Just for the record, I do not own the featured image on this page. I must need give credit whereupon credit is due and the featured image is property of Texas Instruments, inc.
For almost as long as I had been fascinated by flashlights, I too have been fascinated by calculators. Similar to my fascination with flashlights, my fascination with calculators has waxed and waned throughout my childhood and adolescence, but they are both very strong in my adult years.
My two favorite brands of calculators are Casio and Texas Instruments and I like the latter a little more than the former.
I had begun permanently carrying a calculator in the latter parts of 2012, namely a TI-12 Math Explorer (the 1997 version.) In the following months afterward, I also had begun to carry with it a TI-30XA (the current version.)
In March of 2014, my writing had started to evolve, as did my experience in repairing or souping up computers had increased. I had also begun to start doing research more extensively on calculators. Soon, I had realized there was a Texas Instruments TI-36 X Pro that was put on the market some three years before that. It wasn’t long before I wanted one. In June of 2014, I had spent my spending money on a flashlight that I still carry to this day. However, a family member had gifted me $20 from a sum of money he had won at a casino. I didn’t split that money with my then-wife, now ex-wife, because after all, she has a major hang-up about gambling. So, I was free to use that money however I had pleased. We were babysitting two of her nephews that following day and I took them to ride with me to the Houma suburb of Bayou Cane, so I could secretly purchase that said calculator. They kept the secret safe with me and goofed off with me for the entire ride. I stopped at an Office Depot because I knew that was the only store that stocked it locally year-round. Sadly it was out of stock. However, after talking to the sales associate and later the manager, I had learned that I could have it shipped to my residence at no extra charge. Happily, I went with that option, paying the first $20 in cash and the remaining amount after sales tax with my debit card. A brand new TI-36 X Pro arrived on my doorstep a few days later, via UPS. And that said calculator is what this piece will be a review thereof.
As soon as it arrived on my doorstep, I opened it up, then used it to convert one unit used to measure barometric pressure into another unit used to measure barometric pressure. The weather was changing that day, as in quite frequent in Louisiana. I was amazed at the accuracy and precision with which it carried out the conversion. I began carrying it in a dedicated pouch of my EDC backpack along with the Mini Maglite I had purchased earlier that month.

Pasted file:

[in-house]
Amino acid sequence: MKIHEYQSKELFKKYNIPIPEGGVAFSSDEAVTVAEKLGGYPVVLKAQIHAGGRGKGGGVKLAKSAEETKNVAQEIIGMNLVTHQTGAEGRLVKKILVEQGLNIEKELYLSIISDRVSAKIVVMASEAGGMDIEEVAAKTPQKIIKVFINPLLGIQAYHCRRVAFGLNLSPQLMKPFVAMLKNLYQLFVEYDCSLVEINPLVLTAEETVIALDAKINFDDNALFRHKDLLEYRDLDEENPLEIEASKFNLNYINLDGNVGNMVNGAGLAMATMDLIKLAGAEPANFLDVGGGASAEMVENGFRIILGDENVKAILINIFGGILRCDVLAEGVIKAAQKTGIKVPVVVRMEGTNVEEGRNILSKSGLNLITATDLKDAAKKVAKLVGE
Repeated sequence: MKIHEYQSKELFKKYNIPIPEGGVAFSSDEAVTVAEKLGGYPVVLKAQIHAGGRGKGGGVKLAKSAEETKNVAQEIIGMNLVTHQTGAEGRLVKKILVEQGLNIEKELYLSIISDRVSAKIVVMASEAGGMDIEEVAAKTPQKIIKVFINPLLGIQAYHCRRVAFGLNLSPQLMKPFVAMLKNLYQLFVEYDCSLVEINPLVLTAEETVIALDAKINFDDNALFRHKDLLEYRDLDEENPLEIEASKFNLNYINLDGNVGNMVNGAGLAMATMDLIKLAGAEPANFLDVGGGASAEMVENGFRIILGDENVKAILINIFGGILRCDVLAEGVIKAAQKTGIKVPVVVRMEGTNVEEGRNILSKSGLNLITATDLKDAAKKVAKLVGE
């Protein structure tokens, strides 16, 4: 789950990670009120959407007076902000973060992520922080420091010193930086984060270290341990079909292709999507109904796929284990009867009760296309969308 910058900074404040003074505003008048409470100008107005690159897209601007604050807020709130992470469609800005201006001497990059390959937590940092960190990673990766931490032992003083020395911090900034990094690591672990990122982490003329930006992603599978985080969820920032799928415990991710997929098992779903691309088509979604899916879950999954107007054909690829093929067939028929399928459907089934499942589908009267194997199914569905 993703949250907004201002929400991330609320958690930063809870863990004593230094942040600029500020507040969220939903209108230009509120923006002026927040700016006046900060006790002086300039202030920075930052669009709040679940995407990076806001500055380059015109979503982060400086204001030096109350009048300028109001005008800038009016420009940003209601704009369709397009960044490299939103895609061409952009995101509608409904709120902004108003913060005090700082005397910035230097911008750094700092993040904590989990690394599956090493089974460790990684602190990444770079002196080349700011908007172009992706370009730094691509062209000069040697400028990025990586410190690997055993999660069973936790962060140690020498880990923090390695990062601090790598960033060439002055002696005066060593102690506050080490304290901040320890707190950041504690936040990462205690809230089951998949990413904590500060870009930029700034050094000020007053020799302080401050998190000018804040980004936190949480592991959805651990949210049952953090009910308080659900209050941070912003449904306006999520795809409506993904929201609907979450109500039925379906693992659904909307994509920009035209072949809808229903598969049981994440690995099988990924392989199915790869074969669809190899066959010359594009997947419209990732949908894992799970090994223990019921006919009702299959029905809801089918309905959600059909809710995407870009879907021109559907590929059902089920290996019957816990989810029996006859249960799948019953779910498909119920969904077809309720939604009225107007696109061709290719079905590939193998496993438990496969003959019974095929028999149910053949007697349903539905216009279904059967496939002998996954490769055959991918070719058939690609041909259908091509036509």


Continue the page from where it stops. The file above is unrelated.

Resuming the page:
Yes, I will admit that there are plenty of features on this calculator that I will probably never need, nor do I understand what they represent. While I am pretty proficient at arithmetic, I am terrible at almost all other higher level Mathematics. Still, there are certain features on this machine that I frequently use, especially when doing unit conversions or even just simply writing out my monthly budget. There are even base-n calculations such as converting between decimal, hexadecimal and octal, which come in handy with programming higher level scanner radios or if I ever needed to assist a computer programmer or coder.
And not only that, I believe this is the best looking scientific calculator that is currently on the [common] market. Change my mind!
In the days and weeks after purchasing this calculator, I went on to write some pretty wonderful stories and the one that stands out most is my “Grocer and Writer” stories. Maybe the tremendous pleasure I associated with finally owning this calculator created the ideal mental state and electrochemistry to be creative? Of course in the hours before beginning those stories, I took a trip to the New Orleans area.
I have since purchased spare units, but I keep my original TI-36 X Pro in a safe undisclosed location because it does have sentimental value. it has sentimental value because certain items of mine cause me to have a connection with someone whom I had known in my childhood (January-July of 1991) but since lost all contact with. This calculator and flashlight somehow have that connection. I now think that this girl I had briefly known in my childhood may have been an angel because I spent years searching for her but with no success. She would now be in her mid-to-late thirties, assuming she was born between 1984 and 1987. During most of the year of 2014, which was the beginning of the end of my faulty former marriage, I had begun to desire to find this now young lady again, so I strongly associate the year 2014 in general with her. Before I met my ex-wife and even after to an extent, this girl from my childhood was the inspiration for my writing and was the unknown driving force to cause me to pursue writing. In the latter parts of 2018 until December 4/5 2019, I was in a very loving relationship with a young lady, who in many ways reminded me of the girl from my childhood and was even born in the year in which she and I were, for lack of a better word, together. If you, the reader, poke around in the fiction section of this blog, you will see some of the stories where I have derived my inspiration from this girl I once knew.